By: America's WETLAND Foundation | 1.20.2012
AWF TO CONGRESS: FAILURE TO
RESTORE GULF COAST WILL HARM U.S. ECONOMY
FOR IMMEDIATE RELEASE
January 20, 2012
CONTACT: John Hill
NEW ORLEANS- America's WETLAND Foundation (AWF) Chair King Milling informed key U.S. House leaders that failure to restore the Gulf Coast would cause economic harm to the entire nation.
Milling, writing to key committee chairmen, urged approval of the RESTORE the Gulf Coast Act, sponsored in the House by U.S. Rep. Steve Scalise, R-Metairie. If approved, the bill will dedicate 80 percent of any federal government fines from the BP/Deepwater Horizon oil spill to the five Gulf states that sustained damage.
The Gulf Coast - America's Energy Coast - stabilizes the U.S. economy in terms of energy, fisheries and river-borne commerce, Milling argued. "Action to preserve the Mississippi River's delta and its coastal reaches must be swift and effective or we will all feel it in the pocketbook for generations," he said.
The RESTORE Act proposal conforms with the recommendations of the National Commission on the BP/Deepwater Horizon Oil Spill and Offshore Drilling, chaired by former U.S. Sen. Bob Graham of Florida and Bill Reilly, former president of World Wildlife Fund and a former Environmental Protection Authority administrator, Milling said.
Milling sent letters to Rep. John Mica, chairman, U.S. House Committee on Transportation and Infrastructure, Rep. Nick Rahall, ranking minority member of the U.S. House Transportation Committee; Rep. Doc Hastings, chairman, U.S. House Committee on Natural Resources, and Rep. Ed Markey, ranking minority member of the U.S. House Natural Resources Committee.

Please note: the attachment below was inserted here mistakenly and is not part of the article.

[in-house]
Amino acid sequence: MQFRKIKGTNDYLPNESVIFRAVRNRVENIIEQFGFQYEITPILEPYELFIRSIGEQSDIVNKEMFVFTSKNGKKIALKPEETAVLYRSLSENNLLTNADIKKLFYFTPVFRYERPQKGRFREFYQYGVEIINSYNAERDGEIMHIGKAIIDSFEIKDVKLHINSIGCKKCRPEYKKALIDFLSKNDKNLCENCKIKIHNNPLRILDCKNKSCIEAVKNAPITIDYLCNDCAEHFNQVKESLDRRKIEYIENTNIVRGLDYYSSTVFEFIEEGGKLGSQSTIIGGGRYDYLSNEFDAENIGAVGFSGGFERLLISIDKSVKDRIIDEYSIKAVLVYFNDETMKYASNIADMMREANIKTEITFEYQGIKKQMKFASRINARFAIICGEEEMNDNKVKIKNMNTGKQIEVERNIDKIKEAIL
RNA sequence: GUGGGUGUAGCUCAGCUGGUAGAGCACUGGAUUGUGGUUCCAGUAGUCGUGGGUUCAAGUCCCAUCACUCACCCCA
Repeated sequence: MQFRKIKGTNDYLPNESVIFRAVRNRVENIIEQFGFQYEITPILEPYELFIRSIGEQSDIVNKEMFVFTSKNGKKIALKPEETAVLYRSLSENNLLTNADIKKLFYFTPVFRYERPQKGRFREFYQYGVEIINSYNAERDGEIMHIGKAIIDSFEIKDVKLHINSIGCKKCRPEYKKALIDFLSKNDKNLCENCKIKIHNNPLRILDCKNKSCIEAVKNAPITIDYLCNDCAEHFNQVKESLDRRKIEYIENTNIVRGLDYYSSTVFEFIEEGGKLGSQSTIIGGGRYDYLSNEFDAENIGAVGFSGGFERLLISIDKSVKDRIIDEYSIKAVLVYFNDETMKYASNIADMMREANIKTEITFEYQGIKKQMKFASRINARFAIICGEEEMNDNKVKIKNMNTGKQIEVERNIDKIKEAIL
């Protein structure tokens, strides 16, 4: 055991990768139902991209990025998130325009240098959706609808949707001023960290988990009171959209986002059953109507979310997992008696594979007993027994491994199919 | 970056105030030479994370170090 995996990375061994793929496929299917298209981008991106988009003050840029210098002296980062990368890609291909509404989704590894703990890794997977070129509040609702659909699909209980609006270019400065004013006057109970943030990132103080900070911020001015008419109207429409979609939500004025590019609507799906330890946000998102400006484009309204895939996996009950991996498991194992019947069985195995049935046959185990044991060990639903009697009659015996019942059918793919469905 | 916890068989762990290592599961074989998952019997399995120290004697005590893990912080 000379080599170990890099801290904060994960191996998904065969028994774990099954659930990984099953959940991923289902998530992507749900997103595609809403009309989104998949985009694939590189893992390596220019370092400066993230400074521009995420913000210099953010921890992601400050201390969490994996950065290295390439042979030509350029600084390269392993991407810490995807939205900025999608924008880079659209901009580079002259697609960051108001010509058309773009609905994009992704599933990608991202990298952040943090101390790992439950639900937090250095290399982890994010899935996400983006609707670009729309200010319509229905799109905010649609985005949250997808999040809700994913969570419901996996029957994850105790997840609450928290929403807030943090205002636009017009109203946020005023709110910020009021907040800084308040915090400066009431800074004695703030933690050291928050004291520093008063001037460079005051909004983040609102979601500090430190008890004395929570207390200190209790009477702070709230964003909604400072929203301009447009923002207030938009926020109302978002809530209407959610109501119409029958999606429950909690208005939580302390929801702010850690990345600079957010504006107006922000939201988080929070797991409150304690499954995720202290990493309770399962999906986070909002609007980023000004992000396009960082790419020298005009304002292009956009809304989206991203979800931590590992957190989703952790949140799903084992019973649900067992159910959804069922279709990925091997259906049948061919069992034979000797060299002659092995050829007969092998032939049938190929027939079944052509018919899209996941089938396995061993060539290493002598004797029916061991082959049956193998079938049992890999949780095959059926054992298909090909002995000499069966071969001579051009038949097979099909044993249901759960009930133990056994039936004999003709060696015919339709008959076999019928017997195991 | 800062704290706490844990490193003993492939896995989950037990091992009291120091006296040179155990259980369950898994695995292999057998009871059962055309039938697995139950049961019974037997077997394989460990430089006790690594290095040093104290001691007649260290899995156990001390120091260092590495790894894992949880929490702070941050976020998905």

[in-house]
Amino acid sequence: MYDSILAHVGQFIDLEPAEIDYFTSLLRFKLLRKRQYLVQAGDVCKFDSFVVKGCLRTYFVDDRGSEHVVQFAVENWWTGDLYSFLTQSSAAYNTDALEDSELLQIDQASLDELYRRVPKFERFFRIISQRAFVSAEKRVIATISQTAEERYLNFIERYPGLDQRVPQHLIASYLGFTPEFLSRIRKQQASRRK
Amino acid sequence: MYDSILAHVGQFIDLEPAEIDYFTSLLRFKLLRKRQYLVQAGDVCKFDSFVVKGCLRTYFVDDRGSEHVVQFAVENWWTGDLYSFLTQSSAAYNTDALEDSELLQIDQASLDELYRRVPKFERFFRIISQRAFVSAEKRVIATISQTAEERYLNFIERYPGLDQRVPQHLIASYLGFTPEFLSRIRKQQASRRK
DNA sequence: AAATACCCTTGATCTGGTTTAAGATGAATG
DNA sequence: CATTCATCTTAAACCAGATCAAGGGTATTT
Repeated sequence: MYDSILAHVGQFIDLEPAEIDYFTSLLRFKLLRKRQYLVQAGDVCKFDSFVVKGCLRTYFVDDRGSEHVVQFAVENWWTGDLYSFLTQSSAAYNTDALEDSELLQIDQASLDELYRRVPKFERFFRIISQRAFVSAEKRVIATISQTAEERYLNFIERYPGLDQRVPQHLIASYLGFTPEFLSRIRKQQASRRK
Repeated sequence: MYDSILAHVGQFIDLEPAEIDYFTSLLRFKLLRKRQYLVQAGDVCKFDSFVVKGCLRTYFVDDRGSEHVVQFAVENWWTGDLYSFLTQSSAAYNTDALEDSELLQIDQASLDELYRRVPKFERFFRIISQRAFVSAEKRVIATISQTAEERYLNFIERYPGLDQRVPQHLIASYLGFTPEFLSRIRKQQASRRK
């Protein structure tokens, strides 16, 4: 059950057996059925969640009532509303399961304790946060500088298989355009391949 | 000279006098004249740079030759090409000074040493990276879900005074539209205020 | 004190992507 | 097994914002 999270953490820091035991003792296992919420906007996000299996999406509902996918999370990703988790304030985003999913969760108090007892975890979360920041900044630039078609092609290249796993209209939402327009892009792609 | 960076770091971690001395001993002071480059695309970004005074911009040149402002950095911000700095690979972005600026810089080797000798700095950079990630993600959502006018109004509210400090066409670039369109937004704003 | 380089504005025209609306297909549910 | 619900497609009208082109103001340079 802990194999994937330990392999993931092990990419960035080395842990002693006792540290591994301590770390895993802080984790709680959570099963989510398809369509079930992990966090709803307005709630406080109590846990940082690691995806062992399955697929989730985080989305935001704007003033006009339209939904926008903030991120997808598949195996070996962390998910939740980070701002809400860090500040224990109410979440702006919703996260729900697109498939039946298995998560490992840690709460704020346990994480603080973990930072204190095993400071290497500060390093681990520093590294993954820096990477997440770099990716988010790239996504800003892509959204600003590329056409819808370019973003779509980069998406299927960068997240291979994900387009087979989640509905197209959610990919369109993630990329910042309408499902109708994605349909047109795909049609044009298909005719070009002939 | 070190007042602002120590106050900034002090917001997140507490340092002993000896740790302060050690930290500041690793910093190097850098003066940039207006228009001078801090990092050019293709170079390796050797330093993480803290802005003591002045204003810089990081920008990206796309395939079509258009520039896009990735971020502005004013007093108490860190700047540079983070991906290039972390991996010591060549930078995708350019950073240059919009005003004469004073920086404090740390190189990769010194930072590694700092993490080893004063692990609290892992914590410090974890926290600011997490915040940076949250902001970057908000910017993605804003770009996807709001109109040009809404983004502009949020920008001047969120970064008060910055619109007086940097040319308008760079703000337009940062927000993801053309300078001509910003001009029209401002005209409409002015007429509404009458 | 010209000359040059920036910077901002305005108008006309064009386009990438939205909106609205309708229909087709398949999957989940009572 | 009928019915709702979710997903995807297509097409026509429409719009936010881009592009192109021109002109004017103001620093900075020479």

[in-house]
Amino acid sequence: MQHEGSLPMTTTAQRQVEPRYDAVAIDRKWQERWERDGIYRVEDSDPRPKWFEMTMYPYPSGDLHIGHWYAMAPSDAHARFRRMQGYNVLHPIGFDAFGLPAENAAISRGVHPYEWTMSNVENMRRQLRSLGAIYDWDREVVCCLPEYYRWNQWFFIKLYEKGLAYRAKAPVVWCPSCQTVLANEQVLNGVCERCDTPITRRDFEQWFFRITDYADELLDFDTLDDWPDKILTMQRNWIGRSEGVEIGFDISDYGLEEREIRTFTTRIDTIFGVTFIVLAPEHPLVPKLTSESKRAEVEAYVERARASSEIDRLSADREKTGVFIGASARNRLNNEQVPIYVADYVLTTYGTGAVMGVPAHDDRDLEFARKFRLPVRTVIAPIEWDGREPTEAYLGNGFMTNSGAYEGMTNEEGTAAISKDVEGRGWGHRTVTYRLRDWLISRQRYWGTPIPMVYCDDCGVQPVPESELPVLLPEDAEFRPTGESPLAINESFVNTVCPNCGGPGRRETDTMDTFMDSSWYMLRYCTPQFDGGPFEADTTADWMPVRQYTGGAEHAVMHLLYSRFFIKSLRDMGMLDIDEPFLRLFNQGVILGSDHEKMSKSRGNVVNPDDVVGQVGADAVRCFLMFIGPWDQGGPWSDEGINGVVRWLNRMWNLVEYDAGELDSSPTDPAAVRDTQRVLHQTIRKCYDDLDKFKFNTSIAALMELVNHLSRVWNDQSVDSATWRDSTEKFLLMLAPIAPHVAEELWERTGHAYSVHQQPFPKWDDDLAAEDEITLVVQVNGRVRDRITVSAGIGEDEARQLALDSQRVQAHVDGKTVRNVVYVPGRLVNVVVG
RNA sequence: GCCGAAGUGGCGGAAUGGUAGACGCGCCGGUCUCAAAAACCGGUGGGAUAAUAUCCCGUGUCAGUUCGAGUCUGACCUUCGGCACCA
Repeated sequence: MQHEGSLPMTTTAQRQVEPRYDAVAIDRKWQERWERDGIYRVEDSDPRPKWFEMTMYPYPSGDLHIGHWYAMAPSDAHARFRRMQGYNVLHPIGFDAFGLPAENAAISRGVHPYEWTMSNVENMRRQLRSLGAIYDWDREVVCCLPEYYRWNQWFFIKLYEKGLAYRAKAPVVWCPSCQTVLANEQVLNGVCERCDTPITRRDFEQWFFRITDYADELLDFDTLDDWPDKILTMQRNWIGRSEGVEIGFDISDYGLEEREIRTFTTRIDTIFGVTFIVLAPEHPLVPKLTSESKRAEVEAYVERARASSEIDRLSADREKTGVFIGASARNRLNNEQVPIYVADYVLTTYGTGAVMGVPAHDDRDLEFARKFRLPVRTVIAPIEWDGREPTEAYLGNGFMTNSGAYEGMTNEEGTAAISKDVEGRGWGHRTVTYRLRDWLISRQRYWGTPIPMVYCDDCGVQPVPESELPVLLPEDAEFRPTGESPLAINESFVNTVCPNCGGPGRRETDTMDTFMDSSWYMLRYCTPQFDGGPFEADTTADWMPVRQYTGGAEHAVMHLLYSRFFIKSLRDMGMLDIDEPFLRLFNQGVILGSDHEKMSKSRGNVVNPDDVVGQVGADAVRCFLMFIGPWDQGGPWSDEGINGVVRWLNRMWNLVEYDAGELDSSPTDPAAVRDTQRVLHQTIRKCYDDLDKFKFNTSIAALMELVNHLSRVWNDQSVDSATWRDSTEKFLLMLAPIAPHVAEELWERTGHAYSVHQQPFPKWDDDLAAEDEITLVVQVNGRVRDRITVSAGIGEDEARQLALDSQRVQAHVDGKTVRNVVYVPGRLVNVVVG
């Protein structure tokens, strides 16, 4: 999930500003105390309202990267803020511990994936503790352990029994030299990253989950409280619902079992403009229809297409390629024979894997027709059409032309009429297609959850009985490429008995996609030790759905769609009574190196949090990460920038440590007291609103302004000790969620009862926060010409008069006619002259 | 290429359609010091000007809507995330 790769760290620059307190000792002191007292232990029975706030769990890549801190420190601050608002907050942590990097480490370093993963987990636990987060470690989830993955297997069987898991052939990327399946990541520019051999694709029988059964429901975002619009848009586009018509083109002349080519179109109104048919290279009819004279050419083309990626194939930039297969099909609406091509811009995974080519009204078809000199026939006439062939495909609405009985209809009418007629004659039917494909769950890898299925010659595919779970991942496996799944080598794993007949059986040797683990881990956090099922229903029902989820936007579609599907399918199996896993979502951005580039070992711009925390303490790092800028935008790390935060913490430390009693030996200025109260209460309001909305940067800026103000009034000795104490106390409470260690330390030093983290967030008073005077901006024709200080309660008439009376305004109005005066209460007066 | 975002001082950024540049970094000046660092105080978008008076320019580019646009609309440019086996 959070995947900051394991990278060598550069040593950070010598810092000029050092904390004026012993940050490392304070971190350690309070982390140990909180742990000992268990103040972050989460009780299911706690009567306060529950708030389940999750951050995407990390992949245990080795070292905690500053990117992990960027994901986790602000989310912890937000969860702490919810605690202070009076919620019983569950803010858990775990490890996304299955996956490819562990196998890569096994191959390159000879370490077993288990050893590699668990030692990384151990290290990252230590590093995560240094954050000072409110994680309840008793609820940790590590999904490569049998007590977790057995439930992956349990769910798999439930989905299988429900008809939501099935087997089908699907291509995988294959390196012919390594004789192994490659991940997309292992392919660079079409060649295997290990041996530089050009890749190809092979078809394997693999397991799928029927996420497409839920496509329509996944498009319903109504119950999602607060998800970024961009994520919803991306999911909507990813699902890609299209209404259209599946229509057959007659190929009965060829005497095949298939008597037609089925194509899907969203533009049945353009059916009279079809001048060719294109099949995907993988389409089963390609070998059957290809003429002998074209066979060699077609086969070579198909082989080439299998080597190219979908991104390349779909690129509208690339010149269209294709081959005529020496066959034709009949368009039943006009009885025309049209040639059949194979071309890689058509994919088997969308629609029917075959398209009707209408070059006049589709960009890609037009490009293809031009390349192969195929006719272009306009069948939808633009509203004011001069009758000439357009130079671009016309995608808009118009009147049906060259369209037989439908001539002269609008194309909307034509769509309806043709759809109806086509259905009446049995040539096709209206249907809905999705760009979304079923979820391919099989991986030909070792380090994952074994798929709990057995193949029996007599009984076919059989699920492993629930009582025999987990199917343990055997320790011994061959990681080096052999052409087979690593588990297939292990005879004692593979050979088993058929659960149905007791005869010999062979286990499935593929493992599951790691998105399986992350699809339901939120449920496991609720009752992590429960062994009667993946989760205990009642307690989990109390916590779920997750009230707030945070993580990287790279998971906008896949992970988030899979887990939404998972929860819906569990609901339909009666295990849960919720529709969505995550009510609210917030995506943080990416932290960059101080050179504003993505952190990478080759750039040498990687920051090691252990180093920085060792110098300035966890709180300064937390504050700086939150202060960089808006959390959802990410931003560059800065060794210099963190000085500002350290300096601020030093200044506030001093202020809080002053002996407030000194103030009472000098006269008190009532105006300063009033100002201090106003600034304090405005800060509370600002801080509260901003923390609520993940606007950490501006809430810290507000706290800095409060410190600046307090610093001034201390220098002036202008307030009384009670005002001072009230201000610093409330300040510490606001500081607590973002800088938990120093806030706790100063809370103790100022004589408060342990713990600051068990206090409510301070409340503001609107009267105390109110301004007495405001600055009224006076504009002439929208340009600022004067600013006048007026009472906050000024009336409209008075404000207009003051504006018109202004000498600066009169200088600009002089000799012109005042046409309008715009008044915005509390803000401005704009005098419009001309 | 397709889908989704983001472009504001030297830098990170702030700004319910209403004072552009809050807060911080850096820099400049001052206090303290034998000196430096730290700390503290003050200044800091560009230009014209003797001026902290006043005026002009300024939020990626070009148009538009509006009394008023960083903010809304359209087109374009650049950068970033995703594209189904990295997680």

"When extraordinary events spoil critical ecosystem, those responsible must be held accountable and it is also critical that the nation ensure the money is used to repair the damage," King said in his letters.
The AWF chair noted that new research commissioned by Entergy Corporation shows the demise of infrastructure along the Gulf Coast, compromised infrastructure that impacts the nation's ecological health and its navigable waterways, leaving the region vulnerable to sea level rise and more severe weather events. Milling offered to provide the House committees with more information that the Foundation has collected in its 10 years of building partnerships for policies and actions to help sustain the Gulf coastal region.
"We ask that you recognize the national benefits from repairing the damage done to our fragile coast," Milling said. "Thank you for moving quickly to advance the RESTORE Act introduced in the House by Representative Steve Scalise and others."
A Senate version of the RESTORE Act was introduced by U.S. Senators Mary Landrieu, D-New Orleans, David Vitter, R-Metarie, and Jim Sessions, R-Alabama.
The America's WETLAND Foundation manages the largest, most comprehensive public education campaign in Louisiana's history, raising public awareness of the impact of Louisiana's wetland loss on the state, nation and world. The America's Energy Coast initiative works to sustain the environmental and economic assets of the Gulf Coast region. The initiative is supported by a growing coalition of world, national and state conservation and environmental organizations and has drawn private support from businesses that see wetlands protection as a key to economic growth. For more information, visit www.americaswetland.com or www.futureofthegulfcoast.org.
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